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3-16-03 - Minutes after sunrise upstream at Horlick. It was foggy, but that particulate matter in the air is FOAM from the dam blowing downstream!
Turned around and shot downstream as well....
By the time I left the air had cleared considerably. Horlick is "relatively" bursting at the seams.
Lincoln Park, and those strange 3 ducks on the right are still hanging around. What the heck are they?

3-18-03 - A pre-dawn "Foam & Fog" party at the Root, and strange duck/goose hybrid weirdness to boot! Still no rainbows on steroids though...

Rivers Fished: Root River
Fish Caught: 0
Outing Date: 3-18-03
Weather: Extreme fog in the predawn, dissipating as the day went on
Air Temp: 50 or so
Water Temp: 33-34F
Water Level: Up UP UP from weeks past
Water Color: Muddy
Fish Species: none sighted or taken
Pattern Fished: MP's Egg Spey , MP's Black-Laced Spey (in yellow)
Pattern Color: Both are dark patterns with light accents
Fishing Quality: Ever caught a stickfish?

3-18-03 - So Rich Brown talked me into the insane (in my world) idea of going fishing on the Root in the morning before work on a weekday! After much personal debate, I decided to go for it. Got up well before down, ca. 4:30 and hit the road about 5:00 AM! This is truly EARLY for me folks ;) The fog was extremely thick! Arrived at Racine about 5:50 and met up with FAT, 2 of his clients, and Gumbo. 3 other anglers showed up shortly thereafter.

The conditions upstream at Horlick were fast and furious compared to anything I had seen in the fall. Water was cresting over the entire dam, producing tons of foam. The water was "thick"; not quite the fountain of yohoo that the Pike was over the weekend but definitely still muddy. A quick temp check upstream revealed that the river was still cold, a whopping 33F.

Rich started his group off immediately below the dam; I headed further downstream. Due to the low visibility in the water, I stuck with large Spey Patterns; starting out with MP's Egg Spey and MP's Black Laced in yellow as the dropper. I started off where I left on Sunday, with 5 clam shots on the rig. This proved to be WAY too much weight, snagging up CONSTANTLY on the bottom. I lost my first rig in no time!

A fresh leader and only one shot and things were a bit better. I skipped the dual rig and focused on just using the Black-Laced Spey without weight. Being the first time I got a good observation of this fly in moving water, I noticed it likes to swim in the current much like a fish would; NICE! I continued to work my way downstream, fishing the seams and slower pools where they could be found; the sparse nature of this pattern proved to sink fast; I was still snagging up on rocks and sticks fairly frequently. Even pulled once nice sized (about 3') LOG out of the river.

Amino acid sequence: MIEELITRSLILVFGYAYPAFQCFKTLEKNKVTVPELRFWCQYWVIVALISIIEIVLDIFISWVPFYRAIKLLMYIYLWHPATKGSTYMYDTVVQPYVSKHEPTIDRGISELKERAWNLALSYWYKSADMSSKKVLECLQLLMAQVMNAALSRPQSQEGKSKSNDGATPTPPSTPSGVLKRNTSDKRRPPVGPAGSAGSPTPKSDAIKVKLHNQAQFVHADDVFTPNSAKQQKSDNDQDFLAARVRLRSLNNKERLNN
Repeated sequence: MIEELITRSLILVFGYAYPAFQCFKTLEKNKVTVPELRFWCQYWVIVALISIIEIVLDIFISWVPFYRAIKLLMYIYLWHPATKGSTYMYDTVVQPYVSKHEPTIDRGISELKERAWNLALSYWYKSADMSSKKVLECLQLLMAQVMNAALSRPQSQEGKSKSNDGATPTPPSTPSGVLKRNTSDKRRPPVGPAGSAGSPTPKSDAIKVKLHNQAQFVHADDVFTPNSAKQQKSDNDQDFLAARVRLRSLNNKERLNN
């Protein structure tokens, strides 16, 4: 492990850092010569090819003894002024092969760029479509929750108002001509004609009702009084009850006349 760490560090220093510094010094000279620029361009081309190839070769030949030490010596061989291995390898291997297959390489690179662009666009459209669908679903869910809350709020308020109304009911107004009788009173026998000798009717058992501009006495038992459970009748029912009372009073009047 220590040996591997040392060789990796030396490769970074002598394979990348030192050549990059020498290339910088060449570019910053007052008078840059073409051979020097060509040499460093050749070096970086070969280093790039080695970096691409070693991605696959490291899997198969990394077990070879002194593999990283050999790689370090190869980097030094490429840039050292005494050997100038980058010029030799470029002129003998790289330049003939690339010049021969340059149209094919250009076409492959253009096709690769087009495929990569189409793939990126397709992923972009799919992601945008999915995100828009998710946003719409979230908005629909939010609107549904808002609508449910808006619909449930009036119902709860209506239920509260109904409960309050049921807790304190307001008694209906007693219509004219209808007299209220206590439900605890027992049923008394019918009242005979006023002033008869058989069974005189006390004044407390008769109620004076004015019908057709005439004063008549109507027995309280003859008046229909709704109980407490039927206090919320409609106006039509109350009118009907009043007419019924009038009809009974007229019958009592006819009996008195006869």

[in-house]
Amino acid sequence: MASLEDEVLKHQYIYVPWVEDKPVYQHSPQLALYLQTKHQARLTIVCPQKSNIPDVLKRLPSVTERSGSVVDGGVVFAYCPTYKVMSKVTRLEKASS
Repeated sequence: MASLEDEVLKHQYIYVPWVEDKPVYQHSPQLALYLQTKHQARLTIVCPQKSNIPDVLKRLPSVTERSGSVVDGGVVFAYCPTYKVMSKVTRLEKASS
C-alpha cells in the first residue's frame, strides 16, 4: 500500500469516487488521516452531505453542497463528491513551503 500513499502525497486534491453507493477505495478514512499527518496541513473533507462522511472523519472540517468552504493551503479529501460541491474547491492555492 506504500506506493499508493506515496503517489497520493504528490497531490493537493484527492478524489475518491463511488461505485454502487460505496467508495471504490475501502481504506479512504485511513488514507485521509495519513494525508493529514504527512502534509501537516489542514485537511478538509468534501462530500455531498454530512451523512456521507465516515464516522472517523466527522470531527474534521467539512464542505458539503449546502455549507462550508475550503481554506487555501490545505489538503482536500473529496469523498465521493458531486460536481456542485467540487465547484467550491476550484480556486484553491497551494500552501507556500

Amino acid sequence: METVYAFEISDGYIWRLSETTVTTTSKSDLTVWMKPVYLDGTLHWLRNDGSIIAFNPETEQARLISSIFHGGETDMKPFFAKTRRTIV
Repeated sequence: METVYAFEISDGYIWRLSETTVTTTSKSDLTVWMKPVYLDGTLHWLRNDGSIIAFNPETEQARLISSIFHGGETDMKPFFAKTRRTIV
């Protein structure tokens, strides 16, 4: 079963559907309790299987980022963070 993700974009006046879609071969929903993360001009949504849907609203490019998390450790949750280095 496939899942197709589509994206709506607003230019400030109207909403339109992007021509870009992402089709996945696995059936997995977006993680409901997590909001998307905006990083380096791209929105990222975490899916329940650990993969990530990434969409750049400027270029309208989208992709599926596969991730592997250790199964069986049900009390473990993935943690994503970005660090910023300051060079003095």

Around 7:15 or so I started to wonder if maybe the fish hadn't moved up as FAT suspected, so I hopped out. Gumbo had experienced one of those mornings; snagged up and in the process of getting the fly free he had inextricably tangled his line. Well, we chatted a bit and then decided to head downriver.

Lincoln Park Observations; compared to Saturday the water was up significantly, but from people who've been watching the river longer it is only at about "average" right now. A quick check of the weir and we concluded that it is still closed (aka. not in place, not operational at this time), which means the steelies have free roam of the river up to Horlick. Water temps were just a touch higher, about 34 F. There were a 3 anglers working Lincoln Park, a well as my now familiar friendly troop of still unidentified duck-duck-goose looking birds. They were considerably less fearful in the AM hours, so I got a decent picture of them. Any idents on these strange (potentially farm-strain) birds?

I fished for about 20 minutes or so in a deeper section, swinging the Black-Laced with the addition of 1 clam shot. This seemed about the right amount of weight for this flow (just under 200 cfs) as I was still hanging up on submerged debris periodically. Patience was a key...you never know if that "rock" is going to move from what I'm told. So a snag always found me waiting about 15-30 seconds just to make sure. Gumbo looked on as we chatted while I fished.

Around 8:20 or so I had to call it a day as I have to work! Gumbo and I chatted for a bit with a gentleman from Minnesota who was stopping on his way home from the south to check things out. We talked about a few tribs in the area in the hopes that maybe he'd do better if he decided to wet a line. Good Luck Mr. J.!

Oh well, still just a bit too early I think. Granted, FAT and his clients may have faired better (he's far more experienced with the seasonal nuances than I am). I'll be out again this Saturday!

  MP 

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